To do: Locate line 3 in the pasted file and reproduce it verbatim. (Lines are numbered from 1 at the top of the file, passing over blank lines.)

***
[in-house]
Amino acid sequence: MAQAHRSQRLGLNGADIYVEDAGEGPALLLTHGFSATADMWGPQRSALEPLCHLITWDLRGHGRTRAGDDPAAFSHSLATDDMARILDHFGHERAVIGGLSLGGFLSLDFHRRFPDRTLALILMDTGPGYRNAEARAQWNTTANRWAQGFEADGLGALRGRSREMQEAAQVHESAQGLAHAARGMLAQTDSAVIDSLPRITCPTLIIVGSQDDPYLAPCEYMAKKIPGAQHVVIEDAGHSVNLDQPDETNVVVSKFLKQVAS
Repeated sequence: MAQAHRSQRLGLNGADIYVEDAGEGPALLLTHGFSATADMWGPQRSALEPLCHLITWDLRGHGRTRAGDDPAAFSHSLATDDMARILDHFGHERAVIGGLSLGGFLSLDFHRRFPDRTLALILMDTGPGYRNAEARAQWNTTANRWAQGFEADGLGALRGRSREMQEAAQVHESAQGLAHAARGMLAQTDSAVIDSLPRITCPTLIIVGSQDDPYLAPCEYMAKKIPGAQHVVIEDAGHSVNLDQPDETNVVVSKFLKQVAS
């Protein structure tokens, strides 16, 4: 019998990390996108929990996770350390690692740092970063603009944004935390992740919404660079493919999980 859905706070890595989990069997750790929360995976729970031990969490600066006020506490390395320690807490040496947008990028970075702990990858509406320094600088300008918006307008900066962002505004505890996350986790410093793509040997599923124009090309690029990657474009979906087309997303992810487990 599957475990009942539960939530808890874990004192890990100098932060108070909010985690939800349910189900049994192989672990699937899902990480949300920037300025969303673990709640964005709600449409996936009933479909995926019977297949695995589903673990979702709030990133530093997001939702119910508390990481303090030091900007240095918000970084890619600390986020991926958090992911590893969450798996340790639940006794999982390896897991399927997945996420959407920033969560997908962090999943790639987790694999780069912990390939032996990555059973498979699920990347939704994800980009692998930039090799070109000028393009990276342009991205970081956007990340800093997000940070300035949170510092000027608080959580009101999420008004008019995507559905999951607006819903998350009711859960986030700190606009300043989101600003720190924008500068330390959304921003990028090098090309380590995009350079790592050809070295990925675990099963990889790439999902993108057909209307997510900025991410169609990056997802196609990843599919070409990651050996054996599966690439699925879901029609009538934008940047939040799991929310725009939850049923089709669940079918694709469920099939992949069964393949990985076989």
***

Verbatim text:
Repeated sequence: MAQAHRSQRLGLNGADIYVEDAGEGPALLLTHGFSATADMWGPQRSALEPLCHLITWDLRGHGRTRAGDDPAAFSHSLATDDMARILDHFGHERAVIGGLSLGGFLSLDFHRRFPDRTLALILMDTGPGYRNAEARAQWNTTANRWAQGFEADGLGALRGRSREMQEAAQVHESAQGLAHAARGMLAQTDSAVIDSLPRITCPTLIIVGSQDDPYLAPCEYMAKKIPGAQHVVIEDAGHSVNLDQPDETNVVVSKFLKQVAS